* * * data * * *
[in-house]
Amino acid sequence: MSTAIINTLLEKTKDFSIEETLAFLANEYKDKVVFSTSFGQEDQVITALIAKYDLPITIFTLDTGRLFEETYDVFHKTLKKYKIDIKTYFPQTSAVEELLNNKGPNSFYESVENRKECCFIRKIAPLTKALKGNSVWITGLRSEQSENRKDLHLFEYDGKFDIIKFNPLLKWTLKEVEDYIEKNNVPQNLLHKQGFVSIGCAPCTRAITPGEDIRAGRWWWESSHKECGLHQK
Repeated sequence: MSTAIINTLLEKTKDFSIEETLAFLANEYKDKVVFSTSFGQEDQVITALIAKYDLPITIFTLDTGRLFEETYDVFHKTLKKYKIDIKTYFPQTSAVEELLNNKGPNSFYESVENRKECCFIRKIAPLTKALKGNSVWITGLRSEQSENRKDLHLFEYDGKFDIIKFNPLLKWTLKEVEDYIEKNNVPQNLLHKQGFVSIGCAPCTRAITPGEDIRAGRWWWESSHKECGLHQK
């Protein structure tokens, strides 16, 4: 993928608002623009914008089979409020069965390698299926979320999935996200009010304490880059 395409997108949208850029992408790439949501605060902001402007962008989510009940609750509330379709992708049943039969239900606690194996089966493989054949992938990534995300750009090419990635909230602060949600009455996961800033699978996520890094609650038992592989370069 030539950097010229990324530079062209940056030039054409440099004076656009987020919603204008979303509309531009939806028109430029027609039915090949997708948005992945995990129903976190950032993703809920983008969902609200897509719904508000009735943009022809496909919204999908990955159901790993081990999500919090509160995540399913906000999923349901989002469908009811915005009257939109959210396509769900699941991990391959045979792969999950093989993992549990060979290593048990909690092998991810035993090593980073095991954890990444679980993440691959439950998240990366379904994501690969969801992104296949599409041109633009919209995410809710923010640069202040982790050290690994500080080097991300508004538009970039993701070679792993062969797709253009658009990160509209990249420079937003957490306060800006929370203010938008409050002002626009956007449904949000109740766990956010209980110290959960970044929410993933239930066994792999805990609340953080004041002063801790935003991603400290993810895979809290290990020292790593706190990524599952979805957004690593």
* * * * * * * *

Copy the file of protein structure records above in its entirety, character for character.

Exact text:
[in-house]
Amino acid sequence: MSTAIINTLLEKTKDFSIEETLAFLANEYKDKVVFSTSFGQEDQVITALIAKYDLPITIFTLDTGRLFEETYDVFHKTLKKYKIDIKTYFPQTSAVEELLNNKGPNSFYESVENRKECCFIRKIAPLTKALKGNSVWITGLRSEQSENRKDLHLFEYDGKFDIIKFNPLLKWTLKEVEDYIEKNNVPQNLLHKQGFVSIGCAPCTRAITPGEDIRAGRWWWESSHKECGLHQK
Repeated sequence: MSTAIINTLLEKTKDFSIEETLAFLANEYKDKVVFSTSFGQEDQVITALIAKYDLPITIFTLDTGRLFEETYDVFHKTLKKYKIDIKTYFPQTSAVEELLNNKGPNSFYESVENRKECCFIRKIAPLTKALKGNSVWITGLRSEQSENRKDLHLFEYDGKFDIIKFNPLLKWTLKEVEDYIEKNNVPQNLLHKQGFVSIGCAPCTRAITPGEDIRAGRWWWESSHKECGLHQK
């Protein structure tokens, strides 16, 4: 993928608002623009914008089979409020069965390698299926979320999935996200009010304490880059 395409997108949208850029992408790439949501605060902001402007962008989510009940609750509330379709992708049943039969239900606690194996089966493989054949992938990534995300750009090419990635909230602060949600009455996961800033699978996520890094609650038992592989370069 030539950097010229990324530079062209940056030039054409440099004076656009987020919603204008979303509309531009939806028109430029027609039915090949997708948005992945995990129903976190950032993703809920983008969902609200897509719904508000009735943009022809496909919204999908990955159901790993081990999500919090509160995540399913906000999923349901989002469908009811915005009257939109959210396509769900699941991990391959045979792969999950093989993992549990060979290593048990909690092998991810035993090593980073095991954890990444679980993440691959439950998240990366379904994501690969969801992104296949599409041109633009919209995410809710923010640069202040982790050290690994500080080097991300508004538009970039993701070679792993062969797709253009658009990160509209990249420079937003957490306060800006929370203010938008409050002002626009956007449904949000109740766990956010209980110290959960970044929410993933239930066994792999805990609340953080004041002063801790935003991603400290993810895979809290290990020292790593706190990524599952979805957004690593």